• Better to solve a real problem than to design a solution looking for one

Amended by mwh, 11/21/07

why bother
Why bother?

Good papers and talks are a fundamental part of research excellence


we write papers and give talks mainly to impress others, gain recognition, and get promoted

papers communicate ideas
Papers communicate ideas
  • Your goal: to infect the mind of your reader with your idea, like a virus
  • Papers are far more durable than programs (think Mozart)

The greatest ideas are (literally) worthless if you keep them to yourself

paper writing is teaching
Paper writing is teaching
  • It is useful to think that you are teaching your reader your idea
    • What you did
    • Why it’s important
    • How it works
  • Well-written papers contribute more than just their described results
    • Readers understand the topic better

Added by mwh, 11/21/07

the idea
The Idea


A re-usable insight,

useful to the reader

  • Figure out what your idea is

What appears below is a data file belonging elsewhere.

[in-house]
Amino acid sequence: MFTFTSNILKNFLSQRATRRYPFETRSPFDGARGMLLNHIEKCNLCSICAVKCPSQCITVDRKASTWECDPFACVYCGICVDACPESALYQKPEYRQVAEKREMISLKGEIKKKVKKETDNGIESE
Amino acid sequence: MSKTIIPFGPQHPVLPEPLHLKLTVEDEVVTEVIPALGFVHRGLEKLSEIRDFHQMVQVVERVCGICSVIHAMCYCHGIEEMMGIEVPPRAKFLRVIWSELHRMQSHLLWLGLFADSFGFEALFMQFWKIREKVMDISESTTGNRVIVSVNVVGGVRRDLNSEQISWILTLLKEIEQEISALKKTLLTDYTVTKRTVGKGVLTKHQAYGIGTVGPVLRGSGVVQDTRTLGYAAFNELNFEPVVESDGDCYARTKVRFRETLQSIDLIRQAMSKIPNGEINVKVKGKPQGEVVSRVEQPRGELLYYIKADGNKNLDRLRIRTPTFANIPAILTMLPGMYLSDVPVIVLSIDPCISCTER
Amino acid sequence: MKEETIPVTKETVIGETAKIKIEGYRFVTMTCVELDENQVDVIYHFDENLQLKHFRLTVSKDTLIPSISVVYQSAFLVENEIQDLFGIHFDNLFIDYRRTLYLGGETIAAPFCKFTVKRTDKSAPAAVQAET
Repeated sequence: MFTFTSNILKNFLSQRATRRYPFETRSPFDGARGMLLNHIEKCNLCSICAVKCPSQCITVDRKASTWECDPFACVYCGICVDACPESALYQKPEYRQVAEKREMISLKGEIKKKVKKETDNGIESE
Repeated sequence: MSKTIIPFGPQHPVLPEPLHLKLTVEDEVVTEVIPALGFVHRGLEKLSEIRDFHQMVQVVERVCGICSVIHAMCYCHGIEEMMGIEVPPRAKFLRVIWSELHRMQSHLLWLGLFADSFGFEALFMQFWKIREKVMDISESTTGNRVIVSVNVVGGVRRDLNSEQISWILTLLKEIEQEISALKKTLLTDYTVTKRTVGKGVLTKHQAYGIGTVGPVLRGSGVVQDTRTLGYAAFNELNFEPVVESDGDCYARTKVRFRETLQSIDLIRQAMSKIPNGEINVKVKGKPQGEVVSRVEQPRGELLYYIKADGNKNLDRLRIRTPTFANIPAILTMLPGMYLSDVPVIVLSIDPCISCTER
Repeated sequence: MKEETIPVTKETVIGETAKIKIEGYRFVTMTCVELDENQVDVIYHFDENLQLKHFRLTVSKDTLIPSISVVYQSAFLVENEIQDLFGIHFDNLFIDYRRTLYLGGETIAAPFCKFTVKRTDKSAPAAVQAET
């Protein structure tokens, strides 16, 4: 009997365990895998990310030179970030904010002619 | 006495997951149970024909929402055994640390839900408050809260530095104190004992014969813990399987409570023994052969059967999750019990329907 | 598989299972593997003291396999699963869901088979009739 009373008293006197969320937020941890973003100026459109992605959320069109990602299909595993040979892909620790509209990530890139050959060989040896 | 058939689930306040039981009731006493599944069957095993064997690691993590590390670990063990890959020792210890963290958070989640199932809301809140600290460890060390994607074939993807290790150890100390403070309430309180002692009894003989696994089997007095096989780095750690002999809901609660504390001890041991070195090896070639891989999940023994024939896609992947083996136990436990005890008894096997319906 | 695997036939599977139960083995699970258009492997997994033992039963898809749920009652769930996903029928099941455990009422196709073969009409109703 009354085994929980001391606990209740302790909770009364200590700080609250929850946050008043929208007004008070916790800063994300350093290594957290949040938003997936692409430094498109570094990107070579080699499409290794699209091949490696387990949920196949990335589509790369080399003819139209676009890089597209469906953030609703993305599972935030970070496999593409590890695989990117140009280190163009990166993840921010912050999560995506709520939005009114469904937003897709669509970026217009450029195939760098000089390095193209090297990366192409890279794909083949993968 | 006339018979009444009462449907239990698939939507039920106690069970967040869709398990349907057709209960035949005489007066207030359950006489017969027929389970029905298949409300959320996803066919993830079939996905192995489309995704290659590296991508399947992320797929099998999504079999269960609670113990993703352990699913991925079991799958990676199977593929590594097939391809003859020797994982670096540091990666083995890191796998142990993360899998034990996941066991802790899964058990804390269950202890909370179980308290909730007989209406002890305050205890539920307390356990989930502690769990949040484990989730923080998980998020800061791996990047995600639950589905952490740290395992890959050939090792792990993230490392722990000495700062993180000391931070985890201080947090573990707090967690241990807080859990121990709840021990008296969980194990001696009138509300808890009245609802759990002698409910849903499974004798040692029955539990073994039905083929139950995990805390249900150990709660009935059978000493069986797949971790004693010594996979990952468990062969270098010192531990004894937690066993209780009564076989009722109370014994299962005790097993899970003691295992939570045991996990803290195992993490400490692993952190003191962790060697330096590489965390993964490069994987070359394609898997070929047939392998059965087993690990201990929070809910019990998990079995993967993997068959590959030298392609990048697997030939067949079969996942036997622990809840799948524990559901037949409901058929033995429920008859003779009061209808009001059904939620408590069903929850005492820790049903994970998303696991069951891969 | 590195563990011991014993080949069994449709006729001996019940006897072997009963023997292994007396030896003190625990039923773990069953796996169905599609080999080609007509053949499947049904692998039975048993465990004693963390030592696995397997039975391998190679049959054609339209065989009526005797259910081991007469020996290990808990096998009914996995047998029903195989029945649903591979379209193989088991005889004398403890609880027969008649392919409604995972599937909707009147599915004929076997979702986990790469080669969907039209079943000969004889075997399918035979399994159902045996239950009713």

• Make certain that the reader is in no doubt what the idea is. Be 100% explicit:
    • “The main idea of this paper is....”
    • “In this section we present the main contributions of the paper.”
  • Many papers contain good ideas, but do not distil what they are.
one ping
One ping
  • Your paper should have just one “ping”: one clear, sharp idea
  • Read your paper again: can you hear the “ping”?
  • You may not know exactly what the ping is when you start writing; but you must know when you finish
  • If you have lots of ideas, write lots of papers (but beware of producing LPU’s)

Thanks to Joe Touch for “one ping”

the purpose of your paper is not
The purpose of your paper is not...

To describe the WizWoz system

  • Your reader does not have a WizWoz
  • She is primarily interested in re-usable brain-stuff, not executable artefacts